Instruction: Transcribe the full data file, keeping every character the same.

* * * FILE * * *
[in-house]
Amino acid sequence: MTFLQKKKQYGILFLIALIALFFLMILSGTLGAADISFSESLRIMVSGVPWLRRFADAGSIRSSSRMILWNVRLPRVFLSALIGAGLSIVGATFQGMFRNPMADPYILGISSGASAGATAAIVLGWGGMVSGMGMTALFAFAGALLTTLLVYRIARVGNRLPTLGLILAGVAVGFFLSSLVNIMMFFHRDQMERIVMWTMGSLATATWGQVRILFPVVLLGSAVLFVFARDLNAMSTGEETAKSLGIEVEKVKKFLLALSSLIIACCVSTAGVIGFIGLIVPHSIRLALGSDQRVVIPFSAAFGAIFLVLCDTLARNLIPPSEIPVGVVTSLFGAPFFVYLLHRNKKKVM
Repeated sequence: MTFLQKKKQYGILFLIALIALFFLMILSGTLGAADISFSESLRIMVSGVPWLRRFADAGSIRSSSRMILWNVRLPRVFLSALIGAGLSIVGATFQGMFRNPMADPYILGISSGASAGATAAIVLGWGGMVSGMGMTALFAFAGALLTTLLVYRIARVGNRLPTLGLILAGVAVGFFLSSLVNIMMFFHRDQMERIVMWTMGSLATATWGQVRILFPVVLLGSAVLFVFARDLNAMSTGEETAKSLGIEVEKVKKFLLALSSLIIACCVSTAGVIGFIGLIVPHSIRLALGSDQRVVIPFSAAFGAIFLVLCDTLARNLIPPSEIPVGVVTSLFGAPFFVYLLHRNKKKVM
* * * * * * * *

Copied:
[in-house]
Amino acid sequence: MTFLQKKKQYGILFLIALIALFFLMILSGTLGAADISFSESLRIMVSGVPWLRRFADAGSIRSSSRMILWNVRLPRVFLSALIGAGLSIVGATFQGMFRNPMADPYILGISSGASAGATAAIVLGWGGMVSGMGMTALFAFAGALLTTLLVYRIARVGNRLPTLGLILAGVAVGFFLSSLVNIMMFFHRDQMERIVMWTMGSLATATWGQVRILFPVVLLGSAVLFVFARDLNAMSTGEETAKSLGIEVEKVKKFLLALSSLIIACCVSTAGVIGFIGLIVPHSIRLALGSDQRVVIPFSAAFGAIFLVLCDTLARNLIPPSEIPVGVVTSLFGAPFFVYLLHRNKKKVM
Repeated sequence: MTFLQKKKQYGILFLIALIALFFLMILSGTLGAADISFSESLRIMVSGVPWLRRFADAGSIRSSSRMILWNVRLPRVFLSALIGAGLSIVGATFQGMFRNPMADPYILGISSGASAGATAAIVLGWGGMVSGMGMTALFAFAGALLTTLLVYRIARVGNRLPTLGLILAGVAVGFFLSSLVNIMMFFHRDQMERIVMWTMGSLATATWGQVRILFPVVLLGSAVLFVFARDLNAMSTGEETAKSLGIEVEKVKKFLLALSSLIIACCVSTAGVIGFIGLIVPHSIRLALGSDQRVVIPFSAAFGAIFLVLCDTLARNLIPPSEIPVGVVTSLFGAPFFVYLLHRNKKKVM